DColeKC wrote: ↑Thu Jun 23, 2022 2:09 pm
The stadium is a mix of public assets and privately owned entity. There was no talk of a downtown stadium until developers and the city invested in downtown thus making it possible. I'm not advocating for one location over the other and I'm definitely not saying it should go where it only benefits certain developers. Yet it's hard to argue it shouldn't go near PNL based on the fact that cordish are the experts at this baseball entertainment deal with proven examples in STL, Texas, Atlanta, Philly etc. So you have this major asset already built, operated by a company who specializes in baseball stadium entertainment complexes around the country. Why wouldn't you do everything possible to put it close and create that fan experience?
You say a smaller entertainment complex in east village really won't hurt other's that much. That's completely false. That's hundreds of thousands of dollars a week if there's a home stint.
I too care about the overall impact on downtown and want whats' best for all of downtown. I happen to think a certain location or two works the best for everyone, including ALL the developers and city folks who laid the ground work to even make it a possibility. On top of that, these locations will offer the best fan experience possible. Hopefully making a weekend Royals game more palatable when they're not winning.
As far as stadiums being gigantic holes when not in use. It doesn't have to be. STL isn't that way as it's vibrant and the baseball stadium just adds to the fabric of downtown even where there's no home game. Wonder why that is? Could it be the entertainment complex, office buildings, gyms, hotels and residential towers operated by Cordish and the Cardinals? Probably.
This conversation isn't really going anywhere, which I guess is not surprising since on both sides these are just vaguely defined ideas and not real plans with concrete details from which it could be reasonable to draw conclusions like "Cordish will lose hundreds of thousands of dollars a week" (or, to follow on from that, why it is or isn't acceptable for Cordish to lose hundreds of thousands of dollars a week in light of what we are getting in return). I'm not saying that a smaller complex wouldn't hurt P&L -- I think it's impossible to know what affect any other complex would really have on P&L until there is a specific proposal for such a complex and we can look at what it will actually entail. But what I'm saying is that I don't think there will be
a complex to hurt P&L, which, admittedly, is also just idle speculation at this point. To return to the initial point, I believe that, all else being equal, the city's priority should be to develop currently under-utilized land instead of demolishing existing occupied buildings. If we end up with dueling proposals for the site you are advocating vs. EV (or any other site), we can discuss their respective merits and drawbacks at that time. In the meantime, I don't see any real value in debating how much revenue Cordish stands to gain or lose depending on where the stadium is built, and as far as I'm concerned, Cordish's business shouldn't be a key consideration in picking a site.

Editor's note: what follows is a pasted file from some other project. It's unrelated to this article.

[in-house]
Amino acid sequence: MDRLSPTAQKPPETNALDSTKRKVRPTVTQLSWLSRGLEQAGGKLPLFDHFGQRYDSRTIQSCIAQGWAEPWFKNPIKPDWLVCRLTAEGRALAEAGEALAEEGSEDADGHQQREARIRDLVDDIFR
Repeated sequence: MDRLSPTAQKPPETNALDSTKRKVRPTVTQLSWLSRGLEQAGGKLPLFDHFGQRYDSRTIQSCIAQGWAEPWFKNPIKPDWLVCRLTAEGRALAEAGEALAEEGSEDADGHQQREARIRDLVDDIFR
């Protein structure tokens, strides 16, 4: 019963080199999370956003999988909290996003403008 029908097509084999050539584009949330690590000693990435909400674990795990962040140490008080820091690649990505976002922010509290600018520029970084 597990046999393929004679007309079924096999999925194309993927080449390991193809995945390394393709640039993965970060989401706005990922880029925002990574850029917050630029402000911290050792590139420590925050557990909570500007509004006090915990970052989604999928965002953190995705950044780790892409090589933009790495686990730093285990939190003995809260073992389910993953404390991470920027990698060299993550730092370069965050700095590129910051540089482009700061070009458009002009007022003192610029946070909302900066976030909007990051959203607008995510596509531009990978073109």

I haven't been to STL in about ten years, so I will have to take your word for it that Ballpark Village is "vibrant" (though my impression from this thread has been that this is not the prevailing opinion), but that vibrancy is in spite of, not thanks to, the presence of the stadium. Cordish and the Cardinals willed a working neighborhood into existence next to the stadium. In KC, the Cordish entertainment complex and the neighborhood are already there, no stadium needed to incentivize anyone to force them into existence. If placing the stadium closer to P&L results in a greater benefit to the city
(not to Cordish, or to Cordish's tenants, or to the "fan experience" at the game, or anyone else), then sure, put it there. But I'm not convinced that bulldozing existing buildings that are used every day to build a superblock that will sit empty for nearly 80% of the year is better for the city than building that superblock on parking lots a few blocks away, where it is simultaneously still easily accessible from the downtown core but also far enough removed from it not to seriously damage the urban environment. There has to be an argument about how you're actually improving the neighborhood -- for ordinary people who are not necessarily attending a baseball game -- by putting the stadium there, not just appeals to the "fan experience" (not a valid use of taxpayer money, in my view) or to reward investors for things they've already built on the strength of the neighborhood's stadium-less fundamentals.